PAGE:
“Eagles: When they walk, they stumble. They are not what one would call graceful. They were not designed to walk. They fly. And when they fly, oh, how they fly, so free, so graceful. They see from the sky what we never see.” – Unknown
My ranger/friend invited me to join in a raptor nest search. Of course I said yes. This meant that one day this past week, I had to actually get up and move at a much quicker pace than normal. It was worth it.
Our task: To monitor previously discovered nests in an area 2 hours north from where I live. A ranger from another park joined the party and the three of us went hunting. Our main goal was to scour the area looking for “whitewash”. This is a polite name for bird poop on the cliff walls. A lot of whitewash means there is probably a nest there, but there are tricky spots with less poop that they deemed were “perches” instead of probable nest sites. The actual nests are rare. In the 20 mile area we searched, we only found a couple dozen potential spots. Luckily, we drove from one cliff area to another so I did not have to walk the whole twenty miles, but at each spot we did a lot of hiking.
While we did not see many birds, we did find a rabbit warren, a prairie dog town, paw prints from a large cat (young mountain lion? large bobcat?) and the remains of a trash pile near the remains of a long-gone house. Among the debris, we found a bunch of rusted tin cans. They had the old church key holes on either side of the top. I had to explain to the younger ranger that the weird holes meant that they were beer cans. We all learned something that day. (Okay, some knowledge will come in handier than others.)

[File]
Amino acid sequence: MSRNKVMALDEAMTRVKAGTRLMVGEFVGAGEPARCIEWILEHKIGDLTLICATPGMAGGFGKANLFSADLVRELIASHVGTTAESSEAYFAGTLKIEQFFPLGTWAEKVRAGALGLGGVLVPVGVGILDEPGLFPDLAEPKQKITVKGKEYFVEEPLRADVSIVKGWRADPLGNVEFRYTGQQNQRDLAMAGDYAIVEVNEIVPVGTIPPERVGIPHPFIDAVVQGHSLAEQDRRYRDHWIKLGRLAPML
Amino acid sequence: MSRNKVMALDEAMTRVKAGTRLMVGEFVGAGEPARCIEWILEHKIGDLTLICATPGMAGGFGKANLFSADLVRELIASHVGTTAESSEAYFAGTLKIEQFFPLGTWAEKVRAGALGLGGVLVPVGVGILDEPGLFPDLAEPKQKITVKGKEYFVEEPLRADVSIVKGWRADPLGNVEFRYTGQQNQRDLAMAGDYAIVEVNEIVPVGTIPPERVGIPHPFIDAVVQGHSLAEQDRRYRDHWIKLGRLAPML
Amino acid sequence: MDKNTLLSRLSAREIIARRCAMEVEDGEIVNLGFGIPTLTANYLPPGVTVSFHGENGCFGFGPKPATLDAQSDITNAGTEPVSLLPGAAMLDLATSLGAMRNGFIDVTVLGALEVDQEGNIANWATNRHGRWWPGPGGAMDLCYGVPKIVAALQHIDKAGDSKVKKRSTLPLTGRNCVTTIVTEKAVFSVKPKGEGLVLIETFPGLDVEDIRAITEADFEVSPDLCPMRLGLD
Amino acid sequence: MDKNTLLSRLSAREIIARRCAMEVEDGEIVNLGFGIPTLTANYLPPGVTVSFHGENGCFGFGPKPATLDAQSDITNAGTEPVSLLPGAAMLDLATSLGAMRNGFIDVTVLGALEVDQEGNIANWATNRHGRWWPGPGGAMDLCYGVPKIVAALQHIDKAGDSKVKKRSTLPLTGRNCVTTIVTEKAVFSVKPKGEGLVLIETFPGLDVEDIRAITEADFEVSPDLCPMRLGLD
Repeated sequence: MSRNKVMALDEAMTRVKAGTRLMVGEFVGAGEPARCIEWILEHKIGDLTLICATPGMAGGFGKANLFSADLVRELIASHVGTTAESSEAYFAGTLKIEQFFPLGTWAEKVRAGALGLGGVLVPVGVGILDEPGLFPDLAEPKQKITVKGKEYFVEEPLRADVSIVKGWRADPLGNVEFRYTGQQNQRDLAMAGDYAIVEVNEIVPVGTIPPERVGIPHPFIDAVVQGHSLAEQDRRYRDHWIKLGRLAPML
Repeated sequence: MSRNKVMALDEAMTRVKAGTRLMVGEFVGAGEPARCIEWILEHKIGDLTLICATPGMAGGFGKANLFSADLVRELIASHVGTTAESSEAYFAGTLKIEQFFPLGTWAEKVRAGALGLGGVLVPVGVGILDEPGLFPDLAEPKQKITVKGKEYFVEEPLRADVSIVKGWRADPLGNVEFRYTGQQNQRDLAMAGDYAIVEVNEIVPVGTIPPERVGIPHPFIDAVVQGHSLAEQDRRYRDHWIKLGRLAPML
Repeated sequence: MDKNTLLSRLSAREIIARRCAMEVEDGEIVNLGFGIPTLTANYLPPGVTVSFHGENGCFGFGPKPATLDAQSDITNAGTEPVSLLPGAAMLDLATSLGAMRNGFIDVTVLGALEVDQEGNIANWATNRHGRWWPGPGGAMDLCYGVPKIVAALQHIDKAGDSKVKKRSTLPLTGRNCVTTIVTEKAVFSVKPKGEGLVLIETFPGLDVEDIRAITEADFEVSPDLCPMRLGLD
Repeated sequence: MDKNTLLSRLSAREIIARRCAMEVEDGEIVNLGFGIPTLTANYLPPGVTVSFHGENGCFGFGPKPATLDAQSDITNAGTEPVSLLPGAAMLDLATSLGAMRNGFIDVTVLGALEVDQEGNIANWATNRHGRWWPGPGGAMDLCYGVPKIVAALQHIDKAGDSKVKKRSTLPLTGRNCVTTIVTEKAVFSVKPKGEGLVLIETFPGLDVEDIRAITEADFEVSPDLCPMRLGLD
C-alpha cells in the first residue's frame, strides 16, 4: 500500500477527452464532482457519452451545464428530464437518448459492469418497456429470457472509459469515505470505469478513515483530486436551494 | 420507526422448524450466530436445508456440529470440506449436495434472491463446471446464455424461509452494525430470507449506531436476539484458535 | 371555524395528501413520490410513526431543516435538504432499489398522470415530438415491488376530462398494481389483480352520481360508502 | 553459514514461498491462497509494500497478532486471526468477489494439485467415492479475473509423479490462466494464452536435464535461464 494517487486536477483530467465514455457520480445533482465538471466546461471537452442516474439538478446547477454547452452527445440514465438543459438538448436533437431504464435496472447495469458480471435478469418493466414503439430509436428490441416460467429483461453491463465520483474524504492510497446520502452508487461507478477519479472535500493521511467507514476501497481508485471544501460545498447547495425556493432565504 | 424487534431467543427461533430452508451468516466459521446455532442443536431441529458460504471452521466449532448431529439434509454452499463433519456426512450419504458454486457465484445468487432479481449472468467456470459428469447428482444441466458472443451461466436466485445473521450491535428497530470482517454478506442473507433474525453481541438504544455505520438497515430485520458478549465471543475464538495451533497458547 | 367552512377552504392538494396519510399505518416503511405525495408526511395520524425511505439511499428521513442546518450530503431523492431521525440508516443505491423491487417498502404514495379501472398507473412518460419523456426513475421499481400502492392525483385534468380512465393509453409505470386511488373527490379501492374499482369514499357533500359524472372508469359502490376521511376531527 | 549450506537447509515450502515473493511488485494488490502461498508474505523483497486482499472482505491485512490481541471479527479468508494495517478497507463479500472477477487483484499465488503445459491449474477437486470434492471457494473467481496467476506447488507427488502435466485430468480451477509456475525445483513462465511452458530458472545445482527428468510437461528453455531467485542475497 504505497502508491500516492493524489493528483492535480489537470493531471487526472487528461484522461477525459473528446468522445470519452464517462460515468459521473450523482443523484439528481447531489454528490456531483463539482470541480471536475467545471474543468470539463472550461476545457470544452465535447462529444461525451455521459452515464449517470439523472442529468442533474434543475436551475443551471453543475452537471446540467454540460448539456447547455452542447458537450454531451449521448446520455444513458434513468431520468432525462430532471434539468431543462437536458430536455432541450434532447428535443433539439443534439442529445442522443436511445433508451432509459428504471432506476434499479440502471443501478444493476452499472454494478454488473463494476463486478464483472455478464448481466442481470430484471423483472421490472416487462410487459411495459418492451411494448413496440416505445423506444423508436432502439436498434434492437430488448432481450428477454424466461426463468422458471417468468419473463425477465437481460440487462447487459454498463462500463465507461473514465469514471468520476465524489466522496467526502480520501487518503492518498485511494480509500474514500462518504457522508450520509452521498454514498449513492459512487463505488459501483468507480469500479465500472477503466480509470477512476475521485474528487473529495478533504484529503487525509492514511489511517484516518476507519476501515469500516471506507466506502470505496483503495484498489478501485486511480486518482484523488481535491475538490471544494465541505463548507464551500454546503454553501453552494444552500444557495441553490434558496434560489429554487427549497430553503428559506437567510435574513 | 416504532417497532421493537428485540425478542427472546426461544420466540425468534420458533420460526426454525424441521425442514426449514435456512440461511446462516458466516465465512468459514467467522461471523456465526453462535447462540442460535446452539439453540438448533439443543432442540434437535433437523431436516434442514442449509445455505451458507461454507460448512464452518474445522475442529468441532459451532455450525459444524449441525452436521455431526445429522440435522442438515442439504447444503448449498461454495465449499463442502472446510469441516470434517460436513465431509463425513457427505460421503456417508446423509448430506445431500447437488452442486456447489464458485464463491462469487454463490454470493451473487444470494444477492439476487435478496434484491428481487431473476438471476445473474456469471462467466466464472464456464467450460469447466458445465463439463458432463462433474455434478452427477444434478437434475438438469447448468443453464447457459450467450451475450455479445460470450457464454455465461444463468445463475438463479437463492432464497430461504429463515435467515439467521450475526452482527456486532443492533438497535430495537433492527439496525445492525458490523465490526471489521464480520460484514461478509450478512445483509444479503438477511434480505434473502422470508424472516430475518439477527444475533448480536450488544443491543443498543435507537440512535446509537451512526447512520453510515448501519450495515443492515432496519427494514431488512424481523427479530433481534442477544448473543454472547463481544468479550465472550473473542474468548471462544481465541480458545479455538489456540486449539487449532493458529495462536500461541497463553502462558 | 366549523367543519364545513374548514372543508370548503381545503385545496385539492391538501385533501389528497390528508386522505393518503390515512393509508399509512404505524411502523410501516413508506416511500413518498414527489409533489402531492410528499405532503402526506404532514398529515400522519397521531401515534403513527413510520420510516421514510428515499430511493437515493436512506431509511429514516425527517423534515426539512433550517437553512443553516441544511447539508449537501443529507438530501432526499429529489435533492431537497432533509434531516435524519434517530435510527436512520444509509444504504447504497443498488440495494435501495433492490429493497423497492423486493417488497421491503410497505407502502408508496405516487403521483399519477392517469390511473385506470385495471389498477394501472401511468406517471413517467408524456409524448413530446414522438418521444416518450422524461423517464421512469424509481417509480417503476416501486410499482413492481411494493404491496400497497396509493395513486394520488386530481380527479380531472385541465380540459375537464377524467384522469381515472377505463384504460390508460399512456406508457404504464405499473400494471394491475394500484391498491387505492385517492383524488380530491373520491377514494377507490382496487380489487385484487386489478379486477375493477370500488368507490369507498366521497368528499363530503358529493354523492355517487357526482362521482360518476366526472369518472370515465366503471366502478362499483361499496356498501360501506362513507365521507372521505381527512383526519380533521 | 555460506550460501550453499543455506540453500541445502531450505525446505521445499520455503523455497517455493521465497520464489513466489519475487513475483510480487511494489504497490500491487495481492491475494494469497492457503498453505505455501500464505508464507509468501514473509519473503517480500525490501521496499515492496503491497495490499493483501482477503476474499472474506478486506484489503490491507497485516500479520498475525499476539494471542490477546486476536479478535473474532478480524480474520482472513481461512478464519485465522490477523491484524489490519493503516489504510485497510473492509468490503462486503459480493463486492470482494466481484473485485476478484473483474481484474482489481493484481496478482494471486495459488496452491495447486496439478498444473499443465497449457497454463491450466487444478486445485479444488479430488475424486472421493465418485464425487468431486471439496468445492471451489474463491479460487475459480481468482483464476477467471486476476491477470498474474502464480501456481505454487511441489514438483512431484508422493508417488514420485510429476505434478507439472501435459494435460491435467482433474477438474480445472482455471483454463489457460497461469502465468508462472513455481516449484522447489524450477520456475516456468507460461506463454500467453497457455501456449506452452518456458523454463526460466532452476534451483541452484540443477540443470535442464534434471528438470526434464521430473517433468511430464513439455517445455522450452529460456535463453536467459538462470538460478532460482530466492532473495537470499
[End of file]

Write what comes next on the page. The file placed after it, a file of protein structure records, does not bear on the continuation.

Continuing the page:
We decided to head back but wanted to check out one last place. Lo and behold, one of the rangers spotted a huge nest on a cliff. Could it be a golden eagle’s home? Sure enough, he was perched on a nearby cliff! Far enough away that I had to use binoculars to see him, he still looked regal up there, surveying the valley. He stayed there a long time, but we were patient. Suddenly, the eagle swooped off his perch and flew! Circling the valley, he found his prey. We watched as he dove towards the ground with his talons out. He missed! (Aw. For once I was rooting for the predator.) Finding a spot to perch, he recovered a bit before soaring back up to his distant perch. Our raptor nest search had come to a rewarding close.
This raptor nest search program requires that the nesting areas remain secret to protect the wildlife. My camera phone could not capture any of the action anyway. The eagle was too far away and difficult to photograph. Naturally I am now considering upgrading my equipment, but today I am still basking in the joy of watching the eagle in action. In a way, it was nice to just watch, knowing I could not take the ideal picture; I had permission to just enjoy the experience.